Navigate / search

Ransom Center seeks input on draft report about acquisition of born-digital materials

By Jennifer Tisdale

Born-digital materials.
Born-digital materials.

In 2011, Ransom Center Digital Archivist Gabriela Redwine, with Assistant Director Megan Barnard, invited an international team of colleagues to engage in a series of conversations about how born-digital materials are acquired and transferred to archival repositories. Ten archivists and curators from the Beinecke Library at Yale University; the Bodleian Library at the University of Oxford; the British Library; the Manuscript, Archives, and Rare Book Library at Emory University (MARBL); and the Rubenstein Library at Duke University joined with the Ransom Center to create the report Born Digital: Guidance for Donors, Dealers, and Archival Repositories, which offers recommendations to help ensure the physical and intellectual well being of digital media and files during different stages of the acquisition process.

A draft of Born Digital has been published with MediaCommons Press, an online publisher that allows readers to offer feedback via an easy-to-use commenting interface. The authors of the report encourage manuscript dealers, writers, special collections professionals, and other custodians of archival materials to read the report, offer feedback and suggestions, and take part in a discussion with the larger community of individuals concerned about the acquisition and preservation of born-digital materials. The authors will closely review comments posted by readers and carefully consider this feedback when they revise Born Digital for final publication in the coming months.

The main body of the report surveys the primary issues and concerns related to born-digital acquisitions and is intended for a broad audience with varying levels of interest and expertise in the subject. Appendices provide information about how to prepare for the unexpected and possible staffing costs to repositories, as well as ready-to-use checklists that incorporate recommendations from throughout the report. These recommendations are not meant to be universal and do not necessarily reflect the official policies of the authors’ institutions. Rather, they offer broad, useful guidance for donors, dealers, and repository staff involved in the acquisition and transfer of born-digital materials.

How the David Foster Wallace archive found a home at the Ransom Center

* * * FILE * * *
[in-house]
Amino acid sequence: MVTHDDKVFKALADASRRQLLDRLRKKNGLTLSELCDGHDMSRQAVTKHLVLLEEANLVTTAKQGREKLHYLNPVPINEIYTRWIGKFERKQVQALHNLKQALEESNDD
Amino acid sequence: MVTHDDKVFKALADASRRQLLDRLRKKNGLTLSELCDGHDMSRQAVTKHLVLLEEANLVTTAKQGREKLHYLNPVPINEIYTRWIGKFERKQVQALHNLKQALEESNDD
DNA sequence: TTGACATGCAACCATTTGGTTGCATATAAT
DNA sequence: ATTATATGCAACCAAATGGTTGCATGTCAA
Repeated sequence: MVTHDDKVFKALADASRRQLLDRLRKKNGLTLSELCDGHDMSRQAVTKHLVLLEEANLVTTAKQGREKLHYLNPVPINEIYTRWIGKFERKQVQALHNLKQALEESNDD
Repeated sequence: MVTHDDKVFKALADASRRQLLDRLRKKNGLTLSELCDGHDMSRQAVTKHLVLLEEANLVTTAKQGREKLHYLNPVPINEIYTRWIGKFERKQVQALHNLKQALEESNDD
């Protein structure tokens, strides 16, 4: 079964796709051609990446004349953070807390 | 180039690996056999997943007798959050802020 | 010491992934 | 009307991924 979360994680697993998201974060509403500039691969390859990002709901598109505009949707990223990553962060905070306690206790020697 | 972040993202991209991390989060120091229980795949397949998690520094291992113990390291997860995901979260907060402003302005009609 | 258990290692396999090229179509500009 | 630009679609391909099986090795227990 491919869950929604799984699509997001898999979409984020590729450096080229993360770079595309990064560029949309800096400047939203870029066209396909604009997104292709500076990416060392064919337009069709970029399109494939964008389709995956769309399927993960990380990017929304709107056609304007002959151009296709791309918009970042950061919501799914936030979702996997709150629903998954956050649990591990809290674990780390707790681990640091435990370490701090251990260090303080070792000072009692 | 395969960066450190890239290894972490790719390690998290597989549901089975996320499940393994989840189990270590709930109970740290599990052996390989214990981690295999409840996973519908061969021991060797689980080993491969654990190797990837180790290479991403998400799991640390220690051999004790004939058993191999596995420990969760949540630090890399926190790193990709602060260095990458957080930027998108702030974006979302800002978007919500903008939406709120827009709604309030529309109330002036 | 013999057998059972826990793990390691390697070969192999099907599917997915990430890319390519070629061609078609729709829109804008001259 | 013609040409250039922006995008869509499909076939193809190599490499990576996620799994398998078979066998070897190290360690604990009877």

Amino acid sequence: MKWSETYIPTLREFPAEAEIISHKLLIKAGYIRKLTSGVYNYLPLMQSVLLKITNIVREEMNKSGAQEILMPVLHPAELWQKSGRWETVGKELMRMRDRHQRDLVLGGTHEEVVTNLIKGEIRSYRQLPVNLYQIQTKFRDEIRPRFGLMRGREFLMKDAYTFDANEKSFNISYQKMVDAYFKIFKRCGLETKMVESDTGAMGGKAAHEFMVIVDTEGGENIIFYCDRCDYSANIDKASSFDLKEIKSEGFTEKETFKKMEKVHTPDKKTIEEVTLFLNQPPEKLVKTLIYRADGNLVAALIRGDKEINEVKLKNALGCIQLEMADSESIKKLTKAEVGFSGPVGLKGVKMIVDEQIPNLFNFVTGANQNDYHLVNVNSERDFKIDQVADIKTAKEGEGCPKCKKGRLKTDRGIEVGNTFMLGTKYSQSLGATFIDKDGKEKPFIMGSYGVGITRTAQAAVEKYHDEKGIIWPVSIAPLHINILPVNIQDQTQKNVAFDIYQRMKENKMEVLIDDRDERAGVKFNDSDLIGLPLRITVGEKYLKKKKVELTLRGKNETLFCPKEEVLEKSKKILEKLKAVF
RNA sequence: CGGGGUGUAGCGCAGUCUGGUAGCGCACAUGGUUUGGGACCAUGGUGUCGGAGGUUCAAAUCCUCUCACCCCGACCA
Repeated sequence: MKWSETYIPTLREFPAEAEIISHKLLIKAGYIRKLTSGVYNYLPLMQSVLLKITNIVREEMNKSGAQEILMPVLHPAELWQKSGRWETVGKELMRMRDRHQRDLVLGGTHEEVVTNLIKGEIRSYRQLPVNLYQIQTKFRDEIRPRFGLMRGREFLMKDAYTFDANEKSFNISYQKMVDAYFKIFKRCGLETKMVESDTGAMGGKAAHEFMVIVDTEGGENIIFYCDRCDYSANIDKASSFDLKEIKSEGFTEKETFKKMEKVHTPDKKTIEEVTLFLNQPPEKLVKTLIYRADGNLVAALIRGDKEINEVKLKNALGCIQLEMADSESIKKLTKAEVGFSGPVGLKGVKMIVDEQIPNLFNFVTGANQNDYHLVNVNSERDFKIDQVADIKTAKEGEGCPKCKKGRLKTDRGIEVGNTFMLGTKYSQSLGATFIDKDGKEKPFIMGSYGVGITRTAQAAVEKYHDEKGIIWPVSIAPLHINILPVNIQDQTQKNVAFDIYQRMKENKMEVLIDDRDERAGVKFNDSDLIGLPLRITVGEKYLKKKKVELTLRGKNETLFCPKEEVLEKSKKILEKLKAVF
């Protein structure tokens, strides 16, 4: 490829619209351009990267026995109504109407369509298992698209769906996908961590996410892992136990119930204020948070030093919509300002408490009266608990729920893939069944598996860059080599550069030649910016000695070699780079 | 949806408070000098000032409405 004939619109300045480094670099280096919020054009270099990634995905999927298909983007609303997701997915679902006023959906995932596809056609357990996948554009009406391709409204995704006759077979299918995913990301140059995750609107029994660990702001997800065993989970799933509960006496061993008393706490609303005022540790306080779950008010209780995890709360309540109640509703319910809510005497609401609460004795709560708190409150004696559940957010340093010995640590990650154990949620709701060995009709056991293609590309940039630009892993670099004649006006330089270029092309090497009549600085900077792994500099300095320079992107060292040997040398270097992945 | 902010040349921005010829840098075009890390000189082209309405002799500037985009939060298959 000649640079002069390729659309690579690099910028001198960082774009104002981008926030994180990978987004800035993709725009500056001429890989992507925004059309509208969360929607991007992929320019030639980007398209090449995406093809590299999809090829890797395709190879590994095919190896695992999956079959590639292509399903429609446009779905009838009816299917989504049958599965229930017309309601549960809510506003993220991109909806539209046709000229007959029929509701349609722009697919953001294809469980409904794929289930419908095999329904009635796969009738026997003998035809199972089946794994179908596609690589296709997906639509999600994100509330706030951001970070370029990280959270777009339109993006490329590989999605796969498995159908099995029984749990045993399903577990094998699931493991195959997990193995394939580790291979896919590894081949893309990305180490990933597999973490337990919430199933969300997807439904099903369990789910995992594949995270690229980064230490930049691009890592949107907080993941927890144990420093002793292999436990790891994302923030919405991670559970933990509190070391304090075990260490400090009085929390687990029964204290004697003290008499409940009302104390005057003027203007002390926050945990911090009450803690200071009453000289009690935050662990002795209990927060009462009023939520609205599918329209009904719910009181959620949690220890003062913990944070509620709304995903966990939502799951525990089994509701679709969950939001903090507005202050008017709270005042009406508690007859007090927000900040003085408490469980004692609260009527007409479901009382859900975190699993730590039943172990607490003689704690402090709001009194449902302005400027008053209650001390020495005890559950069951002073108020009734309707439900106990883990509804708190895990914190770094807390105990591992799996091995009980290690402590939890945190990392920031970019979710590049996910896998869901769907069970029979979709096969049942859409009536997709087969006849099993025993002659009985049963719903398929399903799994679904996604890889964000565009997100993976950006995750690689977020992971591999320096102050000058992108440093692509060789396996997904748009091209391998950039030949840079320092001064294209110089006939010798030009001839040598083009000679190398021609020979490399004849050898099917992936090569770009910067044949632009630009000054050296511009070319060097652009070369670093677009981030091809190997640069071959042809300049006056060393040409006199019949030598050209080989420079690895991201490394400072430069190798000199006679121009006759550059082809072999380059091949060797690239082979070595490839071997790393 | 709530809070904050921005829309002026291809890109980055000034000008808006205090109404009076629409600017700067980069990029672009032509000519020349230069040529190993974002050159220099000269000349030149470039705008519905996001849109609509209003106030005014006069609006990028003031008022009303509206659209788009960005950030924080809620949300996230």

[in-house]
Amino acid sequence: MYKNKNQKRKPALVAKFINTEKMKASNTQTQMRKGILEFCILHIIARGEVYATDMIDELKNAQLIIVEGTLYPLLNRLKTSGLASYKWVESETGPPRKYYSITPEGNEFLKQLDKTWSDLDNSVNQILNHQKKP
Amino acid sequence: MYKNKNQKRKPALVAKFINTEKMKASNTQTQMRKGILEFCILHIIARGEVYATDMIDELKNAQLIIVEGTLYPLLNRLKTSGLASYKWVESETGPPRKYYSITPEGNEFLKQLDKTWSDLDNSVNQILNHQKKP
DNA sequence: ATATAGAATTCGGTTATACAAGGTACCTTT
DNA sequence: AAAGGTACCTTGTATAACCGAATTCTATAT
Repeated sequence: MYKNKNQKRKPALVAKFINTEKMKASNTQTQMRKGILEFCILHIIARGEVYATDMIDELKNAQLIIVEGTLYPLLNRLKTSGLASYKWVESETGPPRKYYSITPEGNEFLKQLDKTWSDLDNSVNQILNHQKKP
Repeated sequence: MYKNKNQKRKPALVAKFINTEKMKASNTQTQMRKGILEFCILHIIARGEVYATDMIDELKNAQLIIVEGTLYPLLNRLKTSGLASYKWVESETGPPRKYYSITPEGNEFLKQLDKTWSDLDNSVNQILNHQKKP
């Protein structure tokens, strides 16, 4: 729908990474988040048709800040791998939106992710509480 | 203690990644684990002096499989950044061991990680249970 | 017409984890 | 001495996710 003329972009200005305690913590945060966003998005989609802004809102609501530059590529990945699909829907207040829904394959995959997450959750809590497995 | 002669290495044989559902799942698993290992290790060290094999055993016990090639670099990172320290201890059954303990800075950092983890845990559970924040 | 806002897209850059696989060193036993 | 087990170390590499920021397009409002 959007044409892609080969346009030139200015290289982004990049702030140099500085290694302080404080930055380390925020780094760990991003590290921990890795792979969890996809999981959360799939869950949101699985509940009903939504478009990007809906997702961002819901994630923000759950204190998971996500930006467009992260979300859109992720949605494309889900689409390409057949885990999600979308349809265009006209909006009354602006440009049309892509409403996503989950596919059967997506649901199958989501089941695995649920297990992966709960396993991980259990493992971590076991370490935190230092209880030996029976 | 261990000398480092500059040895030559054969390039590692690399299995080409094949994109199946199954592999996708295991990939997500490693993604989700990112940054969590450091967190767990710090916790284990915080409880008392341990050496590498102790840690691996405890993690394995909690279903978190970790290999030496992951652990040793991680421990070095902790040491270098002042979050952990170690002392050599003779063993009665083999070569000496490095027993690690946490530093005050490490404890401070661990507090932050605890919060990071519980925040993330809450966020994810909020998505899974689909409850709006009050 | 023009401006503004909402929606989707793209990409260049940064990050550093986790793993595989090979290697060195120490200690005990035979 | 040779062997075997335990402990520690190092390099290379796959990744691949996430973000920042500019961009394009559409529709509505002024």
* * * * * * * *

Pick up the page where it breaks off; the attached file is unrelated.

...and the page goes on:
By Megan Barnard

Materials and books from David Foster Wallace archive. Photo by Anthony Maddaloni.
Materials and books from David Foster Wallace archive. Photo by Anthony Maddaloni.
The journey an archive takes from an author’s desk to the Ransom Center is often long and circuitous. The archive of David Foster Wallace arrived at the Ransom Center in the last days of 2009, but the earliest seeds of the acquisition were sown years before.

Because of the Ransom Center’s strong collections in contemporary literature, our curators and staff keep careful watch on promising, young writers. Over the past 20 years, we have built a list of hundreds of contemporary writers we follow, and we collect first editions of all their books. David Foster Wallace was added to this list early in his career. As we watched his career progress, it became apparent that he was one of the great talents of his generation.

We had our first glimpse into Wallace’s creative process in 2005 with our acquisition of the papers of Don DeLillo. Unexpectedly, the archive included a small cache of letters between Wallace and DeLillo, a correspondence initiated by Wallace when he was struggling through his colossal novel, Infinite Jest. Wallace’s letters show a writer who was deliberate, funny, and often uncertain, but most clearly, they show a writer who took painstaking care with his art.

In 2006, after reading Wallace’s essay on tennis player Roger Federer in The New York Times, Thomas F. Staley, the Director of the Ransom Center and an avid tennis player, wrote to Wallace to inquire about his archive, invite him to visit the Center, and challenge him to a friendly match of tennis. For years Wallace had been among the top names on our wish list of potential speakers—a long-shot, of course, for a writer who made few public appearances. The letter went unanswered.

Several weeks after the shocking news of Wallace’s death, we wrote to his literary agent, Bonnie Nadell, to express how saddened we were at the Ransom Center by this tragic loss. We also expressed our hope that Wallace’s papers would be preserved somewhere—anywhere—so that his remarkable contributions to our culture could be studied for generations to come.

Several months later, we were contacted by a bookseller representing Wallace’s literary estate, and we began the negotiations that led to the eventual arrival of Wallace’s archive at the Ransom Center. This long journey, however, has not quite come to an end. Wallace’s papers related to his final book, The Pale King, though part of the archive acquired by the Ransom Center, will remain with publisher Little, Brown until the book’s release, which is scheduled for April 2011. After the book’s release, the papers, notes, and computer disks related to this novel Wallace never fully completed will be reunited with his archive at the Ransom Center. If these materials are anything like the papers already here, they will be a fascinating and rich resource for students and scholars.